The prominent software developer wondered how his credit line could be 20 times higher, referring to Apple Card as a “sexist program” (with an expletive added for emphasis).

The card, a partnership between Apple and Goldman Sachs, made its debut in the United States in August.

“My wife and I filed joint tax returns, live in a community-property state, and have been married for a long time,” he wrote Thursday on Twitter. “Yet Apple’s black box algorithm thinks I deserve 20x the credit limit she does.”

Hansson’s tweets caught the attention of more than just his 350,000 followers.

They struck a nerve with New York state regulators, who announced Saturday that they would investigate the algorithm used by Apple Card to determine the creditworthiness of applicants.

Algorithms are codes or a set of instructions used by computers, search engines and smartphone applications to perform tasks, from ordering food delivery to hailing a ride — and yes, applying for credit.

The criteria used by the Apple Card are now being scrutinized by the New York State Department of Financial Services.

“Any algorithm that intentionally or not results in discriminatory treatment of women or any other protected class violates New York law,” an agency spokeswoman said in a statement Saturday night.

“DFS is troubled to learn of potential discriminatory treatment in regards to credit limit decisions reportedly made by an algorithm of Apple Card, issued by Goldman Sachs, and the Department will be conducting an investigation to determine whether New York law was violated and ensure all consumers are treated equally regardless of sex,” the statement said.

An Apple spokeswoman directed questions to a Goldman Sachs spokesman, Andrew Williams, who said that the company could not comment publicly on individual customers.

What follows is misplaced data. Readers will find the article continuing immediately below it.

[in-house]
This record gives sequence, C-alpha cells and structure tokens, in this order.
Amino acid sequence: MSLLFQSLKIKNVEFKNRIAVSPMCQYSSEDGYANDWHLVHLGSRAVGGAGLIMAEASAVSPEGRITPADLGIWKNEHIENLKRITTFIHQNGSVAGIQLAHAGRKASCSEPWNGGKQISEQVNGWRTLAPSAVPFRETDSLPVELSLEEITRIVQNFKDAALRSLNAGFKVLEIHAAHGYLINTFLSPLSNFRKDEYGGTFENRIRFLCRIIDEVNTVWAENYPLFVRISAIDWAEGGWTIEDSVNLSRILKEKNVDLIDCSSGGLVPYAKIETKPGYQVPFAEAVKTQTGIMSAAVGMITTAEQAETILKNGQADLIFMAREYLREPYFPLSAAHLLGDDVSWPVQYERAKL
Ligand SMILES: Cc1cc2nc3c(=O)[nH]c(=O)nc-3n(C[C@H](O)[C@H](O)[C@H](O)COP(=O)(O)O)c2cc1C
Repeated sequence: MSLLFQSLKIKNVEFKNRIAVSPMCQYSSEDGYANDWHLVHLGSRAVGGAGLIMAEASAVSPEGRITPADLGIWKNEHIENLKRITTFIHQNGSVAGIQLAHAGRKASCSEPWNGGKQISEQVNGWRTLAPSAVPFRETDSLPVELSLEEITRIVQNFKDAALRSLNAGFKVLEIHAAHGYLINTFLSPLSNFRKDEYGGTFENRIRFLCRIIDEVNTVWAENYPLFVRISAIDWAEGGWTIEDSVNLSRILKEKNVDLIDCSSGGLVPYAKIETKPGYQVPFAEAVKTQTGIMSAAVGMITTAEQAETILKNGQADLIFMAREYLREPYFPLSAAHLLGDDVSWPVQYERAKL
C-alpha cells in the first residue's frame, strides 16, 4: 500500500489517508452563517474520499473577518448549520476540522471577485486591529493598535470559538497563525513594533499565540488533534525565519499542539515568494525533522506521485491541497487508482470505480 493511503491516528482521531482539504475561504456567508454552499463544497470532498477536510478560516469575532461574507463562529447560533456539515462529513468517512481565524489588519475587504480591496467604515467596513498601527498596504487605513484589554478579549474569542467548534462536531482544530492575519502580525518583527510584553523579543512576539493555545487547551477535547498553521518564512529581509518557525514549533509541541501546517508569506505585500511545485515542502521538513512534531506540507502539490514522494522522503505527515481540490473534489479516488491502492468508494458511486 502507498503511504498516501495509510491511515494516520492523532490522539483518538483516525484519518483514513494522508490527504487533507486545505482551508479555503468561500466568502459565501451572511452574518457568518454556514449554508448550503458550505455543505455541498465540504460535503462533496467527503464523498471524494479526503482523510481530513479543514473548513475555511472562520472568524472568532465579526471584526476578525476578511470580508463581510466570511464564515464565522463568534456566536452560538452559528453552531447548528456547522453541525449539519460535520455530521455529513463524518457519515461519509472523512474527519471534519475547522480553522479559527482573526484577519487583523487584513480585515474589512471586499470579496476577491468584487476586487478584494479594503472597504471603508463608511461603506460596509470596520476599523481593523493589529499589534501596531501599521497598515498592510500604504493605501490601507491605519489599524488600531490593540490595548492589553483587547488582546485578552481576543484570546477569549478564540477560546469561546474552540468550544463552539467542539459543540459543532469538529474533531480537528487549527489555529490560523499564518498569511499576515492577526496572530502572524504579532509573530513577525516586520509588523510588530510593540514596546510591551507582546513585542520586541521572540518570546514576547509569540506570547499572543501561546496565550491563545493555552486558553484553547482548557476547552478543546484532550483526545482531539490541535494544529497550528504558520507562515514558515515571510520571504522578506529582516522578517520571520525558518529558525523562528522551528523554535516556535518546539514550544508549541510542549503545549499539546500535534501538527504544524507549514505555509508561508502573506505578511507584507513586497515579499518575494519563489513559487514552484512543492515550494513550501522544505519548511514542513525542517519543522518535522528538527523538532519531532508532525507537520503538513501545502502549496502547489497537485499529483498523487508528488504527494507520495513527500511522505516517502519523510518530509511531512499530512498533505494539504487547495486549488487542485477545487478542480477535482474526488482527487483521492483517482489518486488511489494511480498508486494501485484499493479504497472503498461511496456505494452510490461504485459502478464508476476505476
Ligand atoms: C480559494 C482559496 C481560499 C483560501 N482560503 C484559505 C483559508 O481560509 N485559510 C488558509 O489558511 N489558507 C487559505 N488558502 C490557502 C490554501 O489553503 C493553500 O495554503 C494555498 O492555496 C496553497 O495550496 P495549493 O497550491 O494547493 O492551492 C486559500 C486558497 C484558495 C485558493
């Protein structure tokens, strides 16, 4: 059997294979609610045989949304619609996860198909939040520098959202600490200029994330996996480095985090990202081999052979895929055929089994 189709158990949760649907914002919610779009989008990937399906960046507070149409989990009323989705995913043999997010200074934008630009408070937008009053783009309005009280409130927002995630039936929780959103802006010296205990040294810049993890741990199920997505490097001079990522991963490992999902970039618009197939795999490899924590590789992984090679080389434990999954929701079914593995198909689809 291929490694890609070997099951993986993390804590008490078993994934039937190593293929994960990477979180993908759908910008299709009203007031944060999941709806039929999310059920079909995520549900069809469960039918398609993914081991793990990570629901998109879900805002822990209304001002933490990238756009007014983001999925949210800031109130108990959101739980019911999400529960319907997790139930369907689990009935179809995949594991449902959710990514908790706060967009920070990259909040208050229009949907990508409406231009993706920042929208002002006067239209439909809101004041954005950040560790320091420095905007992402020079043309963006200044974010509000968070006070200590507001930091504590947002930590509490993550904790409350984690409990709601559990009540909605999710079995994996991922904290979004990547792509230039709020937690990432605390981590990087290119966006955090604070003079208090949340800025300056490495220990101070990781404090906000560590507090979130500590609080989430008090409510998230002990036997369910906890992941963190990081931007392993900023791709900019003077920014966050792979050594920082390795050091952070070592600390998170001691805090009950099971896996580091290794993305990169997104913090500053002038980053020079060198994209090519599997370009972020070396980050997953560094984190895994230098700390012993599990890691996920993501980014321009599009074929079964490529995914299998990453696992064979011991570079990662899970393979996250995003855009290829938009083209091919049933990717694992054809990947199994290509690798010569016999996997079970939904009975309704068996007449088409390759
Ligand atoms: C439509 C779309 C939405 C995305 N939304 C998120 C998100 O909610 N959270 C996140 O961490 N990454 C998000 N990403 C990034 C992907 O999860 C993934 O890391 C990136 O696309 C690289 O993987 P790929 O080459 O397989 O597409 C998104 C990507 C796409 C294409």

“Our credit decisions are based on a customer’s creditworthiness and not on factors like gender, race, age, sexual orientation or any other basis prohibited by law,” Williams said.

David Hansson did not respond to an interview request Saturday night.

His wife’s experience with the Apple Card, the first credit card offering by Goldman Sachs, does not appear to be an isolated case, however.

Steve Wozniak, who invented the Apple-1 computer with Steve Jobs and was a founder of the tech giant, responded to Hansson’s tweet with a similar account.

“The same thing happened to us,” Wozniak wrote. “I got 10x the credit limit. We have no separate bank or credit card accounts or any separate assets. Hard to get to a human for a correction though. It’s big tech in 2019.”

In addition to Goldman Sachs, Apple partnered with Mastercard on the Apple Card, which the companies hailed as a revolutionary “digital first” credit card that had no numbers and could be added to the Wallet app on the iPhone and used with Apple Pay.

A spokesman for Mastercard, which provides support for Apple Card’s global payments network, did not respond to a request for comment Saturday.

David Hansson, a Danish entrepreneur and California resident, is known for creating Ruby on Rails, a popular computer coding language used to create database-backed web applications. He is an author and decorated race car driver on the Le Mans circuit, according to a biography on his website.

In a subsequent tweet, he said that the Apple Card’s customer service representatives told his wife that they were not authorized to discuss the credit assessment process.

He said that customer service employees were unable to explain why the algorithm had designated her to be less creditworthy but had assured his wife that the bank was not discriminating against women.

An applicant’s credit score and income level are used by Goldman Sachs to determine creditworthiness, according to a support page for the Apple Card. Past due accounts, a checking account closed by a bank for overdrafts, liens and medical debts can negatively affect applications, the page stated.

On Friday, a day after David Hansson started railing on the Apple Card’s treatment of female credit applicants, he said his wife got a “VIP bump” to match his credit limit. He said that didn’t make up for the flawed algorithm used by Apple Card.

He said many women had shared similar experiences with him on Twitter and urged regulators to contact them.

“My thread is full of accounts from women who’ve been declared to be worse credit risks than their husbands, despite higher credit scores or incomes,” he said.

2019 The New York Times Company